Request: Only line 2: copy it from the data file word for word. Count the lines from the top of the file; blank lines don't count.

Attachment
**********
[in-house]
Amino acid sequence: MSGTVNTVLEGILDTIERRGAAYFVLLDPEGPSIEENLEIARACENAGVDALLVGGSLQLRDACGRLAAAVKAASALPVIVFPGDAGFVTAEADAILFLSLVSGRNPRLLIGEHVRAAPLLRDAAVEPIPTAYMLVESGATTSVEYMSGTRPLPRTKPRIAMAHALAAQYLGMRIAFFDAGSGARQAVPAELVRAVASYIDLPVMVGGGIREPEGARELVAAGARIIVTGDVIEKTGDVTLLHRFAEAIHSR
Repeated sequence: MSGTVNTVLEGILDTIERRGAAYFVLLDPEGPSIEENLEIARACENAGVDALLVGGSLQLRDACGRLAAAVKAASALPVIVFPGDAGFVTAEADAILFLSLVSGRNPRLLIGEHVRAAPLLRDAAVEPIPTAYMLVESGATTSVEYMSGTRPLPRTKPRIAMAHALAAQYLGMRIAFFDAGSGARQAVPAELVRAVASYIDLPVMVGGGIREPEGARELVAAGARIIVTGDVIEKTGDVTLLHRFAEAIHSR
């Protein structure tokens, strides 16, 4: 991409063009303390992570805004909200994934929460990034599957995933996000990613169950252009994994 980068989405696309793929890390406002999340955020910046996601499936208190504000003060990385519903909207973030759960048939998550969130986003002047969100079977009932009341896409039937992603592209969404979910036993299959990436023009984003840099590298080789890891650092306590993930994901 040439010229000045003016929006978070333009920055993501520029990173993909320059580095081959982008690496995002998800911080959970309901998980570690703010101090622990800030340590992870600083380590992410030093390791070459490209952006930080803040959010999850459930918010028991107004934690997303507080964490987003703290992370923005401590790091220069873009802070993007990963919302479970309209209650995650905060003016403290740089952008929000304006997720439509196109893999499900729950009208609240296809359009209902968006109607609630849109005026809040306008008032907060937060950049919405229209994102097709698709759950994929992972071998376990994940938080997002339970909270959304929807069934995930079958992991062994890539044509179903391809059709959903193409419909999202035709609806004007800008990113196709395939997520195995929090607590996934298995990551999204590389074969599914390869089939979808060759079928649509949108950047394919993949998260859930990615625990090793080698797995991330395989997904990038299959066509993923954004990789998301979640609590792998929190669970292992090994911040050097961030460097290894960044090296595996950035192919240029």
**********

Amino acid sequence: MSGTVNTVLEGILDTIERRGAAYFVLLDPEGPSIEENLEIARACENAGVDALLVGGSLQLRDACGRLAAAVKAASALPVIVFPGDAGFVTAEADAILFLSLVSGRNPRLLIGEHVRAAPLLRDAAVEPIPTAYMLVESGATTSVEYMSGTRPLPRTKPRIAMAHALAAQYLGMRIAFFDAGSGARQAVPAELVRAVASYIDLPVMVGGGIREPEGARELVAAGARIIVTGDVIEKTGDVTLLHRFAEAIHSR